I left my jacket at the party.
I walked back to my dorm room, shivering from the chill in the air. The night before, a Friday, I’d spent the night in a guy’s room. He was an upperclassman, I just a freshman in college, and I felt incredibly beautiful with the way he looked at me and touched me.
I made a commitment to save sex for marriage, but nights like that made me question my commitment.
I wanted desperately to make him love me and never stop wanting me.
There I was the next night, walking jacketless back to my dorm. I wore my new skirt and tube top and felt like an idiot, trying to hold back tears until I made it home.
He’d completely ignored me.
The guy I’d spent the night with just 24 hours earlier pretended like he didn’t notice me standing in the fraternity house. He was with another girl—a long-legged, gorgeous blonde and I was pea-green with envy. I kept lingering, hoping he would notice me, hoping she was just his sister or his cousin—not wanting to give up on him just yet.
Then, I saw him kiss her right there in the middle of the dance floor. I grabbed my purse and ran, leaving my jacket in the pile across the room. I couldn’t let him see me crying.
I never wanted to feel utterly forgotten like that again. But that wasn’t the last time.
I tried to date better men, believing I just kept choosing the wrong guy. The next time I questioned if I was even worth a man’s affection, his name was Ryan and he was a senior. I was just a freshman.
After that there was the strong football player who told me I resembled a supermodel (right) as we climbed in the back of an upperclassman’s car. I ended up in his arms at the end of the night. Each of these relationships commenced with an exhilarating flood of emotions, followed by a hard crash into five servings of soft-serve and friends commiserating with me about what a %&*$ he was and how I ‘deserved’ better.
But doesn’t rejection always make us feel like we deserve less?
I’m good at chastising myself, so after a few harsh words and promises to do better and if I’m honest, a good dose of church—my hurting heart seemed to mend. But what I never realized was my decisions to run to men were much deeper. The questions of “Am I worth loving?”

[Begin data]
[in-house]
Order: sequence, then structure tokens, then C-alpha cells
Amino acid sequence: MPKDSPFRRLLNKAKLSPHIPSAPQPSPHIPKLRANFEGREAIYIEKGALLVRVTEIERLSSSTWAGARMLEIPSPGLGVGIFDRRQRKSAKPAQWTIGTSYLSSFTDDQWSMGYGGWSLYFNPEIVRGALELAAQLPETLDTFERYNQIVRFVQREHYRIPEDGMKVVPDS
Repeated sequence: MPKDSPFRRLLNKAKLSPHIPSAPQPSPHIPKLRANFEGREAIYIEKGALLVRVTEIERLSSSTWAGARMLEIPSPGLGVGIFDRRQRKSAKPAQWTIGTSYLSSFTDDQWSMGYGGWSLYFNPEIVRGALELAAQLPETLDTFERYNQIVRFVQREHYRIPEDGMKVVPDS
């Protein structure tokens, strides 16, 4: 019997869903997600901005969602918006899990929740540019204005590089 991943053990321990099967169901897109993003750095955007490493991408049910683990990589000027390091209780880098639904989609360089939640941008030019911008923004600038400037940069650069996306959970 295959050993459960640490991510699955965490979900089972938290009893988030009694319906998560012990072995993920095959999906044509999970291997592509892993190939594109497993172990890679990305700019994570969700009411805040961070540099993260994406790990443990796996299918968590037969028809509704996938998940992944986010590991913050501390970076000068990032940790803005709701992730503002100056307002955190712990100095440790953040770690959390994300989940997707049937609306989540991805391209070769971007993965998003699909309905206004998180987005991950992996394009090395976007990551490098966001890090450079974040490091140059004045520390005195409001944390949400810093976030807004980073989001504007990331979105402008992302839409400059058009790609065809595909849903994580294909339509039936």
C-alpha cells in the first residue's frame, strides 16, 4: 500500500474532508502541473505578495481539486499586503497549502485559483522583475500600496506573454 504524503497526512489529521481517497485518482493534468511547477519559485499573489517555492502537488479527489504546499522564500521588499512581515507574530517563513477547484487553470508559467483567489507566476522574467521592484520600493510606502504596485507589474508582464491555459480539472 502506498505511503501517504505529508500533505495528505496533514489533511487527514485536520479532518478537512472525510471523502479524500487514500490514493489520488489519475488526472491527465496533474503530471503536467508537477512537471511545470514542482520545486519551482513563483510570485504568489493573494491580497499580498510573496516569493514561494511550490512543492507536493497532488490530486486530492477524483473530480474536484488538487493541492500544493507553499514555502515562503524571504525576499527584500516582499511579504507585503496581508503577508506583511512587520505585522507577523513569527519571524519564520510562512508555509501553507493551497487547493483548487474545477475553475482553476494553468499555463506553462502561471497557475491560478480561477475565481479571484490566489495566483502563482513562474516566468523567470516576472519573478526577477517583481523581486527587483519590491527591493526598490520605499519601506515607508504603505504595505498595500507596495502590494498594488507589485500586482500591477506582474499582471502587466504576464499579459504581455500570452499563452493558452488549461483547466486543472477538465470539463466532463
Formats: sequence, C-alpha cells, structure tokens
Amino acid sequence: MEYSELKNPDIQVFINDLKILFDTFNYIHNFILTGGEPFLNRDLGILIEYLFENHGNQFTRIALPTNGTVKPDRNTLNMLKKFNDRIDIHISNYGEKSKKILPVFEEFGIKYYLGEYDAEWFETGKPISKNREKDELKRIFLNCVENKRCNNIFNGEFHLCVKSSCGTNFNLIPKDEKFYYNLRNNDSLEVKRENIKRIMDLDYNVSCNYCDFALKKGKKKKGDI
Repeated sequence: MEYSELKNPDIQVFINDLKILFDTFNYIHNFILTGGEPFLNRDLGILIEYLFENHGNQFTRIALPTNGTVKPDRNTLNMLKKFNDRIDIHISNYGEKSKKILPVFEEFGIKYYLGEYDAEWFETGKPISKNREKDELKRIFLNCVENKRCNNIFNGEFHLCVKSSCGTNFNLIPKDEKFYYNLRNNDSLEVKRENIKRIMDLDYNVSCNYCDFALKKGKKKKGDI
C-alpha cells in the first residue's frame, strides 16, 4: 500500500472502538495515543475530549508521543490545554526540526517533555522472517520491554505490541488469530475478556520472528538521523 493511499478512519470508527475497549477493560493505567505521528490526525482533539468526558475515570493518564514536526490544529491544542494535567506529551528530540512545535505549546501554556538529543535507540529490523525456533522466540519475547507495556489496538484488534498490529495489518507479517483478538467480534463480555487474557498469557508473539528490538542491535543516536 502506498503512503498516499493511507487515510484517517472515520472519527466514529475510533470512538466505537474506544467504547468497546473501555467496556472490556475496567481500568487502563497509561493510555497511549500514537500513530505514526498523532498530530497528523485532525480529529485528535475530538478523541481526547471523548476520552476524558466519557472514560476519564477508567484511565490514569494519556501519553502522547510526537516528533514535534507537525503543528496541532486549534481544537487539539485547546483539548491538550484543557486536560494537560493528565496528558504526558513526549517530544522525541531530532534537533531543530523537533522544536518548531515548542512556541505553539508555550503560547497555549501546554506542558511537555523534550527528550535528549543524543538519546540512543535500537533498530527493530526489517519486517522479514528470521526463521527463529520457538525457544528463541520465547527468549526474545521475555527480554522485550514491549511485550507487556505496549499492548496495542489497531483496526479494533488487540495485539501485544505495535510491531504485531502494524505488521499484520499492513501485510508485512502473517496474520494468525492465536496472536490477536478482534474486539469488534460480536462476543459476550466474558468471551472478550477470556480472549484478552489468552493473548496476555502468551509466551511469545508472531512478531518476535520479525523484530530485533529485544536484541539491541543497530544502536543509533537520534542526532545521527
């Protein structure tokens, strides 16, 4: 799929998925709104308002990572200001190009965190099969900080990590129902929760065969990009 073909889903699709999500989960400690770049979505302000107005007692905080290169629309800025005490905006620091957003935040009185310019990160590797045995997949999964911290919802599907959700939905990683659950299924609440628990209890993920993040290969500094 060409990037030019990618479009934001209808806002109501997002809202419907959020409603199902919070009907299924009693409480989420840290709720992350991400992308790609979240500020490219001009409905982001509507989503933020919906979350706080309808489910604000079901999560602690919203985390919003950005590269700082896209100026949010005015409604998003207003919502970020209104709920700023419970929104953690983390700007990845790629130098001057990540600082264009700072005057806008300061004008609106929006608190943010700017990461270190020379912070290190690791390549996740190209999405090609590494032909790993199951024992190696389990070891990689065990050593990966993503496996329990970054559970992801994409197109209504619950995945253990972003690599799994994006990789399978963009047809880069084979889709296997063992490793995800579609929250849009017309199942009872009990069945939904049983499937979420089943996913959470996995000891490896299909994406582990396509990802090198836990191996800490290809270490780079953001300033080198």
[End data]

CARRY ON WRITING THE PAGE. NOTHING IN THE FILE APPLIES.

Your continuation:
“Am I lovable?”
“Am I beautiful?” screamed louder.
I didn’t believe I was worth loving, but I was desperate to prove I was.
No matter if your life has been idyllic up to this point or wrecked with abandonment and pain—someone at some point has made you feel worthless.
Whether it was a parent who said you’d never measure up, a best friend who left you, or a boy who didn’t choose you, we’ve all had someone reaffirm our doubts that we even deserve love.
I counsel women in messy, hurtful relationships and it’s amazing how each doesn’t believe they deserve better. I’ve learned a lot from dating all the wrong men myself, but I promise you that all our huffing and puffing and striving to prove we are worth a man’s affection is futile.
The reason you can’t be alone, or that you let men text you for a late-night “date” or that lost your virginity to a man that left you when another woman stole his affection is always deeper.
At least it was for me.
We accept the kind of love we think we deserve. That’s the danger in not knowing what you are worth. You will accept disgraceful, hurtful, and often terrible love.
Because you don’t know the depth and the height of the love you deserve. I didn’t either.
I don’t think positive self-talk, only dating “nice guys,” or listening to our friends praises does anything to combat the riddling insecurity many of us face about a man’s affection.
And I don’t believe you can discover you are worth loving in the arms of a man.
I was 8,000 miles from home in a countryside town in China when I finally could believe, though difficult, I am worth loving. Sitting quietly with an elderly Chinese lady, holding her hand, I knew she was worth loving. In fact, I tried desperately to tell her, but she spoke a different dialect and couldn’t understand my Mandarin.
“Mae” lived in a concrete alleyway with no roof over head and had outlived all her children. It was as if with all my emotions and love that flooded into that open-aired, sunny room, God showed her and I we are worth love.
Worth stems from the quiet assurance we are enough—not because of our jeans size, the number of suitors calling, or our resumes—but because of Jesus. He has declared you are not just worth loving, but worth dying for. May you have the strength to run from the temptation to try to prove your worth in the arms of a man.
For that, dear sister, is truly a dead end.
Have you tried to find your worth in a man (or woman)? Will you share your story?
[Photo: Citoyen du Monde Inc, Creative Commons]